Mother Nature has many faces – some beautiful, some ugly, and some simply bizarre. This is a collection of some of nature’s truly bizarre aspects. From the weather to tiny insects, see 16 of the oddest things the natural world has to offer
1. The everlasting lightning storm
Catatumbo Lightning is an atmospheric phenomenon in Venezuela’s Catatumbo River, which occurs about 160 nights a year and lasts ten hours each time. The nightly performance can reach peaks of 280 lightning strikes per hour, illuminating the night and deafening anyone around.
2. Romanesco broccoli
Also known as Romanesco cauliflower, this edible work of natural art features almost perfect fractal forms.
3. Bismuth crystals
Bismuth is a chemical element that obtains iridescent hues when exposed to air. While it is chemically similar to lead, it has an unusually low level of toxicity, making it an ideal replacement.
4. Ring-tailed cat
This mammal is not actually a cat, but rather a member of the Raccoon family, native to the southern parts of North America. They are said to make for affectionate pets who are also highly skilled at catching vermin.
5. Cannonball tree
This tree gets its name from the shape of its fruit. The cannonball trees are native to the rainforests of South and Central America. The native Amazonians used to harvest parts of the tree for their medicinal purposes, using them to treat anything from the common cold to types of cancer.
6. Coconut crab
These are the largest of the Hermit Crabs, but unlike the majority of their species, the coconut crabs live exclusively on land. They get their name from their affinity for the flesh of coconuts, which they can crack open by banging them with their powerful pincers.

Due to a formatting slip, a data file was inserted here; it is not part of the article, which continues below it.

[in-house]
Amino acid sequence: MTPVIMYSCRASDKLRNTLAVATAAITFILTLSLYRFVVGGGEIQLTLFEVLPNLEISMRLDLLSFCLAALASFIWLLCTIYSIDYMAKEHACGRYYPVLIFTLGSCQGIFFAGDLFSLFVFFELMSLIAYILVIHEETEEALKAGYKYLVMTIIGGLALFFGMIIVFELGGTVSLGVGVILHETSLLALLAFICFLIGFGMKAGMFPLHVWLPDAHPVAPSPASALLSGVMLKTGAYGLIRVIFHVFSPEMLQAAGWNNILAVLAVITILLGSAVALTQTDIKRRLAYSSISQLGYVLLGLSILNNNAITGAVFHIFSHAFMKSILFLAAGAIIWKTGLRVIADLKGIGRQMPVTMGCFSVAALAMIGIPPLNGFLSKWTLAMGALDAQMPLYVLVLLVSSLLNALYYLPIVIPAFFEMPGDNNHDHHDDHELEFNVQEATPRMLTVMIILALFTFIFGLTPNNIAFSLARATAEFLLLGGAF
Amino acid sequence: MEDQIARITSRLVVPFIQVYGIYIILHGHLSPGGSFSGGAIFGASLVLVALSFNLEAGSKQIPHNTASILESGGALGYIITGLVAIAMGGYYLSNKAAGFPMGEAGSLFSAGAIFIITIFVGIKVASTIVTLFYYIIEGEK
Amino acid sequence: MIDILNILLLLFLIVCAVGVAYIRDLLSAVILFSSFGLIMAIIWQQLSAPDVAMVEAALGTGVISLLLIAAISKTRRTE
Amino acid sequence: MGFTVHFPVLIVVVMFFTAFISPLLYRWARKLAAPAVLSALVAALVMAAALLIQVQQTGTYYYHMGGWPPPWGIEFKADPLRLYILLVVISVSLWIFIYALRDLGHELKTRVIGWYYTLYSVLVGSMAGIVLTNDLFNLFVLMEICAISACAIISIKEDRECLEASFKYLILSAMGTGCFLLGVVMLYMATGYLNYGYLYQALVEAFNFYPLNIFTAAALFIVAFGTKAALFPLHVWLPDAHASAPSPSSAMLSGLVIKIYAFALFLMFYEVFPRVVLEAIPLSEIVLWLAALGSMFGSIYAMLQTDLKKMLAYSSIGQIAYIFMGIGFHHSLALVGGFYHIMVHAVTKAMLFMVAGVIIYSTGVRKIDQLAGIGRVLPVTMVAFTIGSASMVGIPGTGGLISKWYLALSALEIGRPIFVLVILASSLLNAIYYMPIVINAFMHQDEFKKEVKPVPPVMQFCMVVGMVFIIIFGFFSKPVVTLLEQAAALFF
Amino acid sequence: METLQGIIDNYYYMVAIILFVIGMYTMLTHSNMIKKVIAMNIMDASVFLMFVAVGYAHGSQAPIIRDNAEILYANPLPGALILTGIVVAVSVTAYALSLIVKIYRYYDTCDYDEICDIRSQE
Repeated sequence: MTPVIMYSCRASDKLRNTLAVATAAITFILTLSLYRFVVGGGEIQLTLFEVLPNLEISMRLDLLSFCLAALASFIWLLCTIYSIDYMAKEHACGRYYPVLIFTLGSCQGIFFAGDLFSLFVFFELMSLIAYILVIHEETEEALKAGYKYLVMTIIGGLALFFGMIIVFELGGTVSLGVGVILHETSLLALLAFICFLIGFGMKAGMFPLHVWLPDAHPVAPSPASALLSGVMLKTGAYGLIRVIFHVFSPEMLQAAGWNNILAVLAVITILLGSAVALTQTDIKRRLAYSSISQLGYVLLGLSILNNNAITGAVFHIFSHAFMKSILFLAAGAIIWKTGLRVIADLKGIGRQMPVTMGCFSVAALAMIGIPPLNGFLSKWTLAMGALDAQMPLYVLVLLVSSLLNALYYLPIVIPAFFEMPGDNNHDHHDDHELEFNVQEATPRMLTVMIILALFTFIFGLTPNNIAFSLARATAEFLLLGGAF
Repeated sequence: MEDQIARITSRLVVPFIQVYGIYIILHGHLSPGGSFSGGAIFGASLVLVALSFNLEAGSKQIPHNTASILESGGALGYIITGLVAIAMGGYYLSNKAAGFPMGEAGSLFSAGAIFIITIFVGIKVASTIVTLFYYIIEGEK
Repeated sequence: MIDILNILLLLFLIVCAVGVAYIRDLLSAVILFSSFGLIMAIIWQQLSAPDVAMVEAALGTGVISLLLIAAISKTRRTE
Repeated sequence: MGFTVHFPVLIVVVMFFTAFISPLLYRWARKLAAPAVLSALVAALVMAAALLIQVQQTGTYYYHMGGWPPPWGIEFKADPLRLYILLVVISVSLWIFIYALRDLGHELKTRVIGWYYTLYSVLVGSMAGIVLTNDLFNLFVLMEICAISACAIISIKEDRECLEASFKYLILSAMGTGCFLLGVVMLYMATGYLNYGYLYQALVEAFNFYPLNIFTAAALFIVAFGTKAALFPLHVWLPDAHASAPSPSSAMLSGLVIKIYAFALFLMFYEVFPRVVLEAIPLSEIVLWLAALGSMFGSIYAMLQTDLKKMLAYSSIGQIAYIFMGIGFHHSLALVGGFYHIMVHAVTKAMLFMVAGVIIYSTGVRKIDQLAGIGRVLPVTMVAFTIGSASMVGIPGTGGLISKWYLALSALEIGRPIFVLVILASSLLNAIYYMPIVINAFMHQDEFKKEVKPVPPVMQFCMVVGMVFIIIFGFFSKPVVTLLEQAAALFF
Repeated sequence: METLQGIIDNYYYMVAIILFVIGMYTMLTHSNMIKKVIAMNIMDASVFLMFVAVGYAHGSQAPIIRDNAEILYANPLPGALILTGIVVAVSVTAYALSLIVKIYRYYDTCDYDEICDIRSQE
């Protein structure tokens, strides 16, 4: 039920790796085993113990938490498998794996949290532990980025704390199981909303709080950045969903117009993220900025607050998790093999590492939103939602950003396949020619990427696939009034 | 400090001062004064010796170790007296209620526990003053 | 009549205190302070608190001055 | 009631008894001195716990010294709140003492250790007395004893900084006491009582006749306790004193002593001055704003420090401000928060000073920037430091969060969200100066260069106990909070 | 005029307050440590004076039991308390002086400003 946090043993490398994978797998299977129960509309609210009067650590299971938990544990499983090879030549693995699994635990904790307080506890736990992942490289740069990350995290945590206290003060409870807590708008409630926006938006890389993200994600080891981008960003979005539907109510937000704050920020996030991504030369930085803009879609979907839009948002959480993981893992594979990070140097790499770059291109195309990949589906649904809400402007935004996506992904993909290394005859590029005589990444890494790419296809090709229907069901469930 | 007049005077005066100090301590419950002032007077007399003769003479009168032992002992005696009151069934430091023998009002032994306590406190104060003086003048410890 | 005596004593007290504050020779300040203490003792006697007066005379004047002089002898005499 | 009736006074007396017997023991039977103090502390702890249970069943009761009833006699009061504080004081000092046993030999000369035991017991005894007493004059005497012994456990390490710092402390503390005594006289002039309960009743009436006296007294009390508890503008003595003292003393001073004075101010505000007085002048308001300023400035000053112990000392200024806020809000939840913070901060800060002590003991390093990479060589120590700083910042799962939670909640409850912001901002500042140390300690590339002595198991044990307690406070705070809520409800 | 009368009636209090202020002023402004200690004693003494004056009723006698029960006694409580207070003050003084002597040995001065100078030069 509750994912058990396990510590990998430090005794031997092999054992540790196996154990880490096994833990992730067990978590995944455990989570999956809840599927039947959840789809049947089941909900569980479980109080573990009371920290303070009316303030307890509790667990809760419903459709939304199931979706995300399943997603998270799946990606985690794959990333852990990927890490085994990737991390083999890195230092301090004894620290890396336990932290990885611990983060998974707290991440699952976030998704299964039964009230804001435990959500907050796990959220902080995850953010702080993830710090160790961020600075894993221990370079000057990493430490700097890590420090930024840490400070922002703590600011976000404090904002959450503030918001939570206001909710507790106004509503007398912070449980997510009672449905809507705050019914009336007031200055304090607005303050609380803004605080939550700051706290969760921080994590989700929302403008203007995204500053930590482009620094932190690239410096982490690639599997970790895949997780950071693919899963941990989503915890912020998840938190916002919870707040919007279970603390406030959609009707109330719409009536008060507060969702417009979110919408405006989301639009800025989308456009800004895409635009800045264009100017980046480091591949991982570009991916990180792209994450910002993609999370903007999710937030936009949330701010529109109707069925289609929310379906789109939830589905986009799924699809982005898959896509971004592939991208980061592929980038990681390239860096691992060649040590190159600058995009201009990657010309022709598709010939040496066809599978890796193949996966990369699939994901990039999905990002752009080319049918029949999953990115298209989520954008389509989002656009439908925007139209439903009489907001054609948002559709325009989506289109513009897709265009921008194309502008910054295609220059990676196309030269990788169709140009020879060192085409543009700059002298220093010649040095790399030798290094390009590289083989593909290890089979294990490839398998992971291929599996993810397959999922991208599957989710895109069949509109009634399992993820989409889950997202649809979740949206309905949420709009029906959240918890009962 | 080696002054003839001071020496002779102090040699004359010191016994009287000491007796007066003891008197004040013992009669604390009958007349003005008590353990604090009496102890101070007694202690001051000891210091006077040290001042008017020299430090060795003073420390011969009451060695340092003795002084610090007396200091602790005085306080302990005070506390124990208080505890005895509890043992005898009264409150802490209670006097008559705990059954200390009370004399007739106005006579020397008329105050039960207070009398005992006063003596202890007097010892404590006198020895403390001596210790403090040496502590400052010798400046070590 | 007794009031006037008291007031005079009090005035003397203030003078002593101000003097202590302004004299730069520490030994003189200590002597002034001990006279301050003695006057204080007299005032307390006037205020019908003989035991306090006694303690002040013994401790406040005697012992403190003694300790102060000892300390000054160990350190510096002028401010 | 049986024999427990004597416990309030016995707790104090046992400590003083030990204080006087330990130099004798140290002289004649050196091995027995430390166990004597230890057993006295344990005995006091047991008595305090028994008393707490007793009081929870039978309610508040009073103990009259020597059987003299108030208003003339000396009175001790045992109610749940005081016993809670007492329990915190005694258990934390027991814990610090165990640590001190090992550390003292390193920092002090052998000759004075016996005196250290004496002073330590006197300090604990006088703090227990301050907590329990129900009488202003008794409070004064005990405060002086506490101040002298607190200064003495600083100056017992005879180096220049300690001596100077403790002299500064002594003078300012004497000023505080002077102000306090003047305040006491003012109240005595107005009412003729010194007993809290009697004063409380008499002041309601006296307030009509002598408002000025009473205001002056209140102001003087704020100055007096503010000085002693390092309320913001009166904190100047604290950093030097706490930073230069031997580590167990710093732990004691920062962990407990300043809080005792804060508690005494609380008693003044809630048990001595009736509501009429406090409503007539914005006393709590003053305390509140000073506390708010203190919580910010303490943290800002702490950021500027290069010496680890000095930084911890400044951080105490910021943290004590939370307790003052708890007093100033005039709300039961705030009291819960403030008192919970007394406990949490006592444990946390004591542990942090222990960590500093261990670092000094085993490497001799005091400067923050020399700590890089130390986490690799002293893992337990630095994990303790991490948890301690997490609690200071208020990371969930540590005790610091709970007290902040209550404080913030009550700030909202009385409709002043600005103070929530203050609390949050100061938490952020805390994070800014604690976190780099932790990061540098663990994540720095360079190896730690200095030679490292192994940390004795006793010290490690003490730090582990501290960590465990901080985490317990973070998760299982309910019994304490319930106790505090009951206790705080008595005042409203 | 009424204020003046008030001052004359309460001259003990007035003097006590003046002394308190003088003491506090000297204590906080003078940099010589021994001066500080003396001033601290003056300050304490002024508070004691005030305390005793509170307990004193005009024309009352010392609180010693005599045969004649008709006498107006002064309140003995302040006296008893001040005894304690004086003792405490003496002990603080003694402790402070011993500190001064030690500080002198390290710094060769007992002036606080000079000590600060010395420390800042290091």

7. Royal antelope
The royal antelope is the smallest antelope species, and are native to West Africa. You may think that the pictured specimen is a calf, but it is actually fully grown.
There are about 2,500 species of cicada in the world, all spending most of their lives underground as nymphs. Towards the end of its life, the nymph will burrow out of the ground and molt its skin, emerging as an adult winged cicada. Some species of cicada spend close to 17 years underground, emerging simultaneously to mate, and beginning a new 17-year cycle.
9. Valais black-nose sheep
These sheep are native to Switzerland and sport a distinct color scheme.
10. Pygmy marmoset
Native to northwestern South America, the Pygmy marmoset is the smallest monkey in the world. Their adult size is between 11 and 15cm (4.6 – 6 inches), and they weigh in at around 100g (3.5 oz).
11. The red crab migration
Australia’s Christmas Island is home to the red crab, a species of crab that spends most of its time in solitude. At the beginning of the wet season, however, these invertebrates migrate in huge numbers throughout the island towards the beach, where they mate. The local government actually forbids traffic along migration routes.
12. A starfish eating an anchovy
It may surprise you but starfish can be opportunistic predators.
13. Belgian blue bull
The Belgian Blue is a breed of cattle known for their heavily-muscled bodies. Their unusual physique (called “double-muscling”) is a result of selective breeding.
14. Eastern long-necked turtle
This bizarre-looking species is found in Australia and has a distinct long neck, different than most other species of turtles and tortoises. When threatened, the long-necked turtle will emit a foul-smelling liquid, which earned it the nickname “stinker” from the locals.
15. Panda ant
The Panda Ant is not an actual ant, but a wingless wasp. They are also referred to as Velvet Ants thanks to the dense pile of hair on their carapace. If you see one, be careful – these little insects have a very painful sting.
16. Blob fish
The blobfish is actually a normal-looking fish when in its natural habitat – 1,200m (3,900ft) under the sea. When extracted, the fish will decompress due to the difference in atmospheric pressure, giving it the distinct unappealing look.